Krismar Espinosa, 25, who was accused of the 2009 Christmas Eve murder of fellow prison inmate Keon Kyle Swasey, but was acquitted of it in December 2012, when Supreme Court Justice John Gonzalez upheld a no-case-to-answer submission from his attorney and directed the jury to return a not guilty verdict, had his acquittal overturned by the Court of Appeal today.
The Court of Appeal heard arguments from Director of Public Prosecutions, Cheryl-Lynn Vidal, who had appealed Espinosa’s acquittal. Espinosa was represented by attorney Hubert Elrington, S.C.
The appeal was argued before a panel of three Appeal Court Justices, the Honorable Manuel Sosa, the court’s president and Appeal Justices Minet Haffiz and Samuel Awich.
At the conclusion of the hearing, President Sosa announced that the court had allowed the appeal.
“The ruling of the trial judge and the acquittal are both set aside. A retrial on the charge of murder before a judge other than Justice Gonzalez is ordered. Reasons for judgment will be given in writing at a later date. The respondent, who is on remand for another murder, is to remain on remand,” Justice Sosa told the court.
Following the hearing, DPP Vidal told Amandala that at the trial, there were certain challenges to the Crown’s evidence. “But we felt that there was enough evidence for the case to have gone to the jury,” she said.
“At the end of the prosecution’s case, the counsel for the defense made a no-case submission, and notwithstanding our response to the submission, the judge ruled in favor of the defense and directed an acquittal of Espinosa,” Vidal said.
She added, “The evidence was sufficient and the judge had therefore erred and ruled in the defense’s favor. So as a result, I filed an appeal. The court agreed with us that at the trial, the judge had not acted correctly in taking the case away from the jury.”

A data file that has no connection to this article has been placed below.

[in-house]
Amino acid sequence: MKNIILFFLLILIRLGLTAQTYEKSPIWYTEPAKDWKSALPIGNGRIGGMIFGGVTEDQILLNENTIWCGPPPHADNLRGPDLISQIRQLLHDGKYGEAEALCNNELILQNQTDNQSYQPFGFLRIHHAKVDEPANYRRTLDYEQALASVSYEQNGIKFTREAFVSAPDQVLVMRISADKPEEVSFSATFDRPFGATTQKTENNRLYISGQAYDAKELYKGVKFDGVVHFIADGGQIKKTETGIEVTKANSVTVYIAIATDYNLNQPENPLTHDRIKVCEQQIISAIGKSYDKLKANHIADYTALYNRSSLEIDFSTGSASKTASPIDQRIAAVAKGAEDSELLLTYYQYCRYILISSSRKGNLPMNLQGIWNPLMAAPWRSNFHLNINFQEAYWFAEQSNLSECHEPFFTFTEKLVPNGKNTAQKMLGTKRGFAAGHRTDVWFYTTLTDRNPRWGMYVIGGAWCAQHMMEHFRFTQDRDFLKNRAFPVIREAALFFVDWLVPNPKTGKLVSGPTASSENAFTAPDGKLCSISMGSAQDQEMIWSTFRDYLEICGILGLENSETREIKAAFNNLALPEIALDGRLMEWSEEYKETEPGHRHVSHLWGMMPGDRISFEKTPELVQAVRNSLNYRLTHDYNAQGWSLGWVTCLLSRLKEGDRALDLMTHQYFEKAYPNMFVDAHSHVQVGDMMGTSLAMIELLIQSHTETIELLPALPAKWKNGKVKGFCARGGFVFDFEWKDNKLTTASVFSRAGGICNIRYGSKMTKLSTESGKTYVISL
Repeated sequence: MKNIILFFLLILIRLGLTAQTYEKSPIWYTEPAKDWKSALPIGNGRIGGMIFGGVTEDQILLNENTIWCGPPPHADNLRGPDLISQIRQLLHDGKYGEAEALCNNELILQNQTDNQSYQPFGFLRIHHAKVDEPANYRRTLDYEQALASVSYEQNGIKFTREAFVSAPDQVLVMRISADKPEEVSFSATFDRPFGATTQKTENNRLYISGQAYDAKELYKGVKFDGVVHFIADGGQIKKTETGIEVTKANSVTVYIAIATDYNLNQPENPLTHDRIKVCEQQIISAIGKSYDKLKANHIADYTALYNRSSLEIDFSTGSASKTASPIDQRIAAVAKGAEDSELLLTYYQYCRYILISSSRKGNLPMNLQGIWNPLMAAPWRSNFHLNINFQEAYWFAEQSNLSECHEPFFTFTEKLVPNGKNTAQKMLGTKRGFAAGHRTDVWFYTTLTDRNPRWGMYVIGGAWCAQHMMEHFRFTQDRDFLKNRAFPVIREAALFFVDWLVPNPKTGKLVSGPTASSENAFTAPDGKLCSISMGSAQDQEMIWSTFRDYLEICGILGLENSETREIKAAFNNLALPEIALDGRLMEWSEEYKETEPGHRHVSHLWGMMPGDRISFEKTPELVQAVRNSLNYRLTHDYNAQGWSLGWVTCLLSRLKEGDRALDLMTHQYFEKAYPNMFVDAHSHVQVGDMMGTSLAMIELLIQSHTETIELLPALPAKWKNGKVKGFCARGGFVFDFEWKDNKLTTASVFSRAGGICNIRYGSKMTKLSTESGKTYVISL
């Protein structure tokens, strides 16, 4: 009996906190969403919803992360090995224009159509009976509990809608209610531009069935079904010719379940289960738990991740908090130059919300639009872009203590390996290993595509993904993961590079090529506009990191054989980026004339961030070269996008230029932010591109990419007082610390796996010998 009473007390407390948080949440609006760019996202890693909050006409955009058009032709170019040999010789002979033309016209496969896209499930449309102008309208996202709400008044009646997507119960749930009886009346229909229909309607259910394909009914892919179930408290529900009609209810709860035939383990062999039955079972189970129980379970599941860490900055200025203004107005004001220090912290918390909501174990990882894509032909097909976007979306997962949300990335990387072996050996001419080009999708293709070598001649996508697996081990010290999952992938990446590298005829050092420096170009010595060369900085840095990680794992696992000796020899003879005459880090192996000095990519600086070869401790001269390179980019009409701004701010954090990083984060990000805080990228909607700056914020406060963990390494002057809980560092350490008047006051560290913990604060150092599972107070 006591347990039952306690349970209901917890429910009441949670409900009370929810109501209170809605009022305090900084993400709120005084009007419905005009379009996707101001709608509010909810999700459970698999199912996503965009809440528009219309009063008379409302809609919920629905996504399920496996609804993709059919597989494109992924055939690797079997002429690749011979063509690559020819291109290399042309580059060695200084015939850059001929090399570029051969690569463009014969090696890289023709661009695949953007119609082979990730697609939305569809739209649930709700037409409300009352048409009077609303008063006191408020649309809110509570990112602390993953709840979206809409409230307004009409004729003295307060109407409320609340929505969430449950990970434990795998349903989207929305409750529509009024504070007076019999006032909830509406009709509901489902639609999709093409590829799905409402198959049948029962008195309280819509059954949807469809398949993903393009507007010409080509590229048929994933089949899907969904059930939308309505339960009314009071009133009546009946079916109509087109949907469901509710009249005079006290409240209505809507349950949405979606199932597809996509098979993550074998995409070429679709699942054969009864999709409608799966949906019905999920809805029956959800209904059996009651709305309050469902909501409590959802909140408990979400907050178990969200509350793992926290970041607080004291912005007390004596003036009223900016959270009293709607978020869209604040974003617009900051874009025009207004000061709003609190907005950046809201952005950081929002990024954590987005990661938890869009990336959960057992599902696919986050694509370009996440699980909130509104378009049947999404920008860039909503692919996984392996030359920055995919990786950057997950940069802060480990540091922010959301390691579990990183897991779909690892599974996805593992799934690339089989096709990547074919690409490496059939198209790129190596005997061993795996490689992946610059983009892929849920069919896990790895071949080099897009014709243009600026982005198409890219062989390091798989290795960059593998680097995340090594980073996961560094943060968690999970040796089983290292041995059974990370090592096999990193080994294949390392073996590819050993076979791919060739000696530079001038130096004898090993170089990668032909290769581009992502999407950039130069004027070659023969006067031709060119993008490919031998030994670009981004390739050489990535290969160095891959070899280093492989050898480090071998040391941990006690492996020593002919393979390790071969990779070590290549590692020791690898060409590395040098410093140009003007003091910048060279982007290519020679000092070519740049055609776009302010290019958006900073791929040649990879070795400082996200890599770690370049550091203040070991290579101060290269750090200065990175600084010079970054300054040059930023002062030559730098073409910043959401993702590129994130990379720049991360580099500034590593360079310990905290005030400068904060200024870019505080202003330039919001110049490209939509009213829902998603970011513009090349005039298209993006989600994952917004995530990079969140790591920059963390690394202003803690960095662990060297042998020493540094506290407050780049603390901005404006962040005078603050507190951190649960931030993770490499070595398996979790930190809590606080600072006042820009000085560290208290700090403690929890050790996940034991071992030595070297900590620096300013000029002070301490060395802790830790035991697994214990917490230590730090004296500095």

Vidal said that apart from their assertion that there had been an error in law, which was one ground on which they filed the appeal, they also had another ground. There was a fellow witness, Abileno Briceño, who had given the police a statement in which he said that Krismar Espinosa was the person who stabbed Keon Swasey, because of an old beef.
But at the trial, Briceño told the court that he did not recall most of the statement that he gave to the police.
Vidal said that that was grounds for Briceño to be treated as an adverse witness, but they were not allowed to make submissions as to why he should be treated as an adverse witness.
“The court told the Counsel from up front, ‘you can make the application, but I’m telling you from now, I am not going to allow it,’” Vidal explained.
“We thought that was not a proper exercise of the judge’s discretion. So our second ground is that the judge improperly exercised his discretion in refusing our application,” Vidal stated.
“I felt like justice was served today,” said the DPP, “There are very few times when I can appeal a decision, and I exercise that very sparingly.”
Elrington said that the trial judge felt strongly that the evidence was nebulous, and stated, “my client now has the opportunity to take this matter to the Caribbean Court of Justice on a point of law.”